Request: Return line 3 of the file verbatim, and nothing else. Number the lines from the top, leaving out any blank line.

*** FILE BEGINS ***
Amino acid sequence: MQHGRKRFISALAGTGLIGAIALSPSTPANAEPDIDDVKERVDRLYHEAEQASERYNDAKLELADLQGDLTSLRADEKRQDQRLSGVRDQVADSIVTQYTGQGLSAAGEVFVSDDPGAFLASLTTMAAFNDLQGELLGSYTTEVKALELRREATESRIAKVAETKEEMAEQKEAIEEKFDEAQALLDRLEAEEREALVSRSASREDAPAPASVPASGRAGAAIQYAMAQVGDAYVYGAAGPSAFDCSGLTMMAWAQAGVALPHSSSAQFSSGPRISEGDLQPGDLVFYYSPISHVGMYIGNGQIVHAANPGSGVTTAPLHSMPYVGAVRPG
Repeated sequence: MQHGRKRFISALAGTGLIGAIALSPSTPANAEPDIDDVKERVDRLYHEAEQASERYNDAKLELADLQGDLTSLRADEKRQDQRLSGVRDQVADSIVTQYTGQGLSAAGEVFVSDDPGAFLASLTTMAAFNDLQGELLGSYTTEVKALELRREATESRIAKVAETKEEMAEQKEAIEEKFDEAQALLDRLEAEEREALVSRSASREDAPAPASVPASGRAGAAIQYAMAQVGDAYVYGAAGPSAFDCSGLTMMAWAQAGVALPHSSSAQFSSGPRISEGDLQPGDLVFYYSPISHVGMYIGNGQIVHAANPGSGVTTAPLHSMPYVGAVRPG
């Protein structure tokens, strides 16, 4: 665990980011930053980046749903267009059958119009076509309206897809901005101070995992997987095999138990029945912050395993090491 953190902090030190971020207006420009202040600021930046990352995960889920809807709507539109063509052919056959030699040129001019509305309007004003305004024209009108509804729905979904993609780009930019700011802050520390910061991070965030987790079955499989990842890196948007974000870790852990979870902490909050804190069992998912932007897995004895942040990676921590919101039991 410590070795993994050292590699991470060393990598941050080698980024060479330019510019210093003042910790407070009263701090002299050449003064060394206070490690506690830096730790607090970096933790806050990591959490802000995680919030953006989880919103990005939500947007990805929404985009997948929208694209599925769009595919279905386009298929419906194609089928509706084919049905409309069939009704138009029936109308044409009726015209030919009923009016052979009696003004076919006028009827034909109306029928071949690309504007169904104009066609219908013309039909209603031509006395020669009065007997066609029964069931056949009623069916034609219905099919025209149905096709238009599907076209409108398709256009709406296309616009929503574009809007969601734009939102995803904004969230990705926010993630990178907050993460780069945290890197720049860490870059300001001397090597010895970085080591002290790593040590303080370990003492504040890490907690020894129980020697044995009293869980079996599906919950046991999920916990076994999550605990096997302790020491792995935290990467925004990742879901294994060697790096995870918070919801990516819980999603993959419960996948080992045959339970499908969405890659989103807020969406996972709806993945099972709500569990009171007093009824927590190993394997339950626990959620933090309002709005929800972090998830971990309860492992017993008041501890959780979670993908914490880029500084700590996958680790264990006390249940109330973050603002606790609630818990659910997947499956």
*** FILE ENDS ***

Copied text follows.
């Protein structure tokens, strides 16, 4: 665990980011930053980046749903267009059958119009076509309206897809901005101070995992997987095999138990029945912050395993090491 953190902090030190971020207006420009202040600021930046990352995960889920809807709507539109063509052919056959030699040129001019509305309007004003305004024209009108509804729905979904993609780009930019700011802050520390910061991070965030987790079955499989990842890196948007974000870790852990979870902490909050804190069992998912932007897995004895942040990676921590919101039991 410590070795993994050292590699991470060393990598941050080698980024060479330019510019210093003042910790407070009263701090002299050449003064060394206070490690506690830096730790607090970096933790806050990591959490802000995680919030953006989880919103990005939500947007990805929404985009997948929208694209599925769009595919279905386009298929419906194609089928509706084919049905409309069939009704138009029936109308044409009726015209030919009923009016052979009696003004076919006028009827034909109306029928071949690309504007169904104009066609219908013309039909209603031509006395020669009065007997066609029964069931056949009623069916034609219905099919025209149905096709238009599907076209409108398709256009709406296309616009929503574009809007969601734009939102995803904004969230990705926010993630990178907050993460780069945290890197720049860490870059300001001397090597010895970085080591002290790593040590303080370990003492504040890490907690020894129980020697044995009293869980079996599906919950046991999920916990076994999550605990096997302790020491792995935290990467925004990742879901294994060697790096995870918070919801990516819980999603993959419960996948080992045959339970499908969405890659989103807020969406996972709806993945099972709500569990009171007093009824927590190993394997339950626990959620933090309002709005929800972090998830971990309860492992017993008041501890959780979670993908914490880029500084700590996958680790264990006390249940109330973050603002606790609630818990659910997947499956």